Sen. Marco RubioMarco Antonio RubioOn The Money: Dems set Tuesday vote on Trump's emergency declaration | Most Republicans expected to back Trump | Senate plots to avoid fall shutdown drama | Powell heading before Congress Brown, Rubio trade barbs over ‘dignity of work’ as Brown mulls presidential bid The Hill's Morning Report — Emergency declaration to test GOP loyalty to Trump MORE (R-Fla.) on Monday warned that the Obama administration is overlooking human rights violations in Cuba in its effort to reestablish relations with Havana.


“As the next round of U.S.-Cuba normalization talks begins later this week, U.S. officials are so desperate to open a U.S. embassy in Havana, that they’re forging ahead despite a new wave of repression that has jailed over 200 Cuban democracy activists in the past two weeks,” Rubio said in a statement.

Rubio, a Cuban-American and potential 2016 presidential contender, and Sen. Robert MenendezRobert (Bob) MenendezActing Defense chief calls Graham an 'ally' after tense exchange William Barr is right man for the times This week: Trump delivers State of the Union amid wall fight MORE (D-N.J.) have been vocal opponents of President Obama’s decision to ease travel and trade restrictions with the island nation.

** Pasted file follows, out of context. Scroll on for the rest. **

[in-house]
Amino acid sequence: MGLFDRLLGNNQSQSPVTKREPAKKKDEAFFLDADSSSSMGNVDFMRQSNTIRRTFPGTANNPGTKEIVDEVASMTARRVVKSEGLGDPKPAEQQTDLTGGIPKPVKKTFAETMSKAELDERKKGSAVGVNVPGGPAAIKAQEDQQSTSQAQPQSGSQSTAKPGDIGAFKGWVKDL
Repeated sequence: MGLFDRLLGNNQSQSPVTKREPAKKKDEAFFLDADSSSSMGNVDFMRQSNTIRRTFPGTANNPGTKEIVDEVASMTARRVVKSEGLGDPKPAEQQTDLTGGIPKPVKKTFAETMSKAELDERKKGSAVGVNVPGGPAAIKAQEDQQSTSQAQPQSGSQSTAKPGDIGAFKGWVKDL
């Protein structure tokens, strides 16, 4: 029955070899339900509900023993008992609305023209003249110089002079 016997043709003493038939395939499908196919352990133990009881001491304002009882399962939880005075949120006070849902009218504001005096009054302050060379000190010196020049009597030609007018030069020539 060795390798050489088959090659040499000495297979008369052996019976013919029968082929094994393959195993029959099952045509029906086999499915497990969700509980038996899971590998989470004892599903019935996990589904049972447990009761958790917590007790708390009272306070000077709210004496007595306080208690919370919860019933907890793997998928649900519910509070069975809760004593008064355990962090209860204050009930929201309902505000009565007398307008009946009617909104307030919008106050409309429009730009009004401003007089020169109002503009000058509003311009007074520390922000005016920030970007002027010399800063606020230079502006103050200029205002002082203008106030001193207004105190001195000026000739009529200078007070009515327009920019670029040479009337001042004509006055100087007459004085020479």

Rubio said before the administration makes “more concessions” to the Cuban government it must “insist that any future negotiations place democracy, human rights, free expression and the free will of the Cuban people to choose their own leaders through multi-party elections as the highest priority."

His comments come ahead of a scheduled meeting between Roberta Jacobson, assistant secretary of State for Western Hemisphere affairs, and a Cuban delegation in Washington on Friday. The State Department said last week those talks will center on reopening embassies and continuing discussions started last month in Havana.

As part of the shift in relations, announced earlier this year, the Cuban government agreed to release 53 activists who were being detained. Tom Malinowski, the State Department’s senior human rights official, told members of the Senate Foreign Relations Committee earlier this month that the administration is pursuing better relations with eyes wide open.

“We agree that the release of these political prisoners does not of itself change anything in Cuba," he said in his prepared remarks. “Cuba remains a one-party state that tries to stifle virtually all political, cultural and economic activity that it does not control.”